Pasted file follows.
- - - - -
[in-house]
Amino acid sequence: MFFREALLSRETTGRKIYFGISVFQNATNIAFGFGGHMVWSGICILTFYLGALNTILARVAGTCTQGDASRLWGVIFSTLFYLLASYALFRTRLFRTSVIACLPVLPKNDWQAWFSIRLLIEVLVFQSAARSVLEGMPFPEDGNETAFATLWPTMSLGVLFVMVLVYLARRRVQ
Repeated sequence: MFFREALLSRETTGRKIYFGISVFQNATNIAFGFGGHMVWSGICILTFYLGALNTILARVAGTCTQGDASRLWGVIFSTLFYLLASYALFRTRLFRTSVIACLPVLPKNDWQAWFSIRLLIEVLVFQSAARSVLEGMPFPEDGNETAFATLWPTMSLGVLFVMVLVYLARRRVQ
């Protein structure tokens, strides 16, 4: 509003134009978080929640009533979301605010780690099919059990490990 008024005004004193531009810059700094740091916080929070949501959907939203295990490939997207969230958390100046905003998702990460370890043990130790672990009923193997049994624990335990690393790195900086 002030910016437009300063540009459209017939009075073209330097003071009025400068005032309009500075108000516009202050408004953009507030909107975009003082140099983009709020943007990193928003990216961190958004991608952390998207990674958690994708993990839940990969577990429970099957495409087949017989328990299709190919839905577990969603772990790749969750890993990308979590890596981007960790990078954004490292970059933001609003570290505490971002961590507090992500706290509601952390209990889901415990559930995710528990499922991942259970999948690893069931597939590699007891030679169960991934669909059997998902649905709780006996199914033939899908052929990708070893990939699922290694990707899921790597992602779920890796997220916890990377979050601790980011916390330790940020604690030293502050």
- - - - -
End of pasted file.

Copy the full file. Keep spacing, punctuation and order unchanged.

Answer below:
[in-house]
Amino acid sequence: MFFREALLSRETTGRKIYFGISVFQNATNIAFGFGGHMVWSGICILTFYLGALNTILARVAGTCTQGDASRLWGVIFSTLFYLLASYALFRTRLFRTSVIACLPVLPKNDWQAWFSIRLLIEVLVFQSAARSVLEGMPFPEDGNETAFATLWPTMSLGVLFVMVLVYLARRRVQ
Repeated sequence: MFFREALLSRETTGRKIYFGISVFQNATNIAFGFGGHMVWSGICILTFYLGALNTILARVAGTCTQGDASRLWGVIFSTLFYLLASYALFRTRLFRTSVIACLPVLPKNDWQAWFSIRLLIEVLVFQSAARSVLEGMPFPEDGNETAFATLWPTMSLGVLFVMVLVYLARRRVQ
């Protein structure tokens, strides 16, 4: 509003134009978080929640009533979301605010780690099919059990490990 008024005004004193531009810059700094740091916080929070949501959907939203295990490939997207969230958390100046905003998702990460370890043990130790672990009923193997049994624990335990690393790195900086 002030910016437009300063540009459209017939009075073209330097003071009025400068005032309009500075108000516009202050408004953009507030909107975009003082140099983009709020943007990193928003990216961190958004991608952390998207990674958690994708993990839940990969577990429970099957495409087949017989328990299709190919839905577990969603772990790749969750890993990308979590890596981007960790990078954004490292970059933001609003570290505490971002961590507090992500706290509601952390209990889901415990559930995710528990499922991942259970999948690893069931597939590699007891030679169960991934669909059997998902649905709780006996199914033939899908052929990708070893990939699922290694990707899921790597992602779920890796997220916890990377979050601790980011916390330790940020604690030293502050």